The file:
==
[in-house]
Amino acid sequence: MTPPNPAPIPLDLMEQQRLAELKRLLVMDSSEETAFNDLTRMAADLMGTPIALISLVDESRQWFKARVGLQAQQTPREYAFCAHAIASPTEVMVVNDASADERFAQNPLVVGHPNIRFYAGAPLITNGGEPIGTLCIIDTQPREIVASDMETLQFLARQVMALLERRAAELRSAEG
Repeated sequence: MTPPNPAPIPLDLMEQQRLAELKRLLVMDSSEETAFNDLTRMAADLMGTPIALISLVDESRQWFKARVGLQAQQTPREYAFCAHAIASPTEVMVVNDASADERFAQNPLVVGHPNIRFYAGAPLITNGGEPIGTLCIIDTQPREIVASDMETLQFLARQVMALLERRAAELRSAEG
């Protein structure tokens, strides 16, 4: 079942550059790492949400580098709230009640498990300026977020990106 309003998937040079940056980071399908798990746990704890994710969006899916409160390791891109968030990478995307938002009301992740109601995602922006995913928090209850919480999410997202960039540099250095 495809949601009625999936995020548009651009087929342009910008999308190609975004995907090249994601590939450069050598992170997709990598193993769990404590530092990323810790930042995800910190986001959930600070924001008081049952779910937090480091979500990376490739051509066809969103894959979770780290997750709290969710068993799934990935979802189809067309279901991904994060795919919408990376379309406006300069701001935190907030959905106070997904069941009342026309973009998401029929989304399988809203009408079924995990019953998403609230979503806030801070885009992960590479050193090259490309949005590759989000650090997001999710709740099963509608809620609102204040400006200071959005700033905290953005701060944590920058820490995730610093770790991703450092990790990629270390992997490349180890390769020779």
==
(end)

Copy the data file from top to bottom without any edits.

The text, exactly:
[in-house]
Amino acid sequence: MTPPNPAPIPLDLMEQQRLAELKRLLVMDSSEETAFNDLTRMAADLMGTPIALISLVDESRQWFKARVGLQAQQTPREYAFCAHAIASPTEVMVVNDASADERFAQNPLVVGHPNIRFYAGAPLITNGGEPIGTLCIIDTQPREIVASDMETLQFLARQVMALLERRAAELRSAEG
Repeated sequence: MTPPNPAPIPLDLMEQQRLAELKRLLVMDSSEETAFNDLTRMAADLMGTPIALISLVDESRQWFKARVGLQAQQTPREYAFCAHAIASPTEVMVVNDASADERFAQNPLVVGHPNIRFYAGAPLITNGGEPIGTLCIIDTQPREIVASDMETLQFLARQVMALLERRAAELRSAEG
């Protein structure tokens, strides 16, 4: 079942550059790492949400580098709230009640498990300026977020990106 309003998937040079940056980071399908798990746990704890994710969006899916409160390791891109968030990478995307938002009301992740109601995602922006995913928090209850919480999410997202960039540099250095 495809949601009625999936995020548009651009087929342009910008999308190609975004995907090249994601590939450069050598992170997709990598193993769990404590530092990323810790930042995800910190986001959930600070924001008081049952779910937090480091979500990376490739051509066809969103894959979770780290997750709290969710068993799934990935979802189809067309279901991904994060795919919408990376379309406006300069701001935190907030959905106070997904069941009342026309973009998401029929989304399988809203009408079924995990019953998403609230979503806030801070885009992960590479050193090259490309949005590759989000650090997001999710709740099963509608809620609102204040400006200071959005700033905290953005701060944590920058820490995730610093770790991703450092990790990629270390992997490349180890390769020779």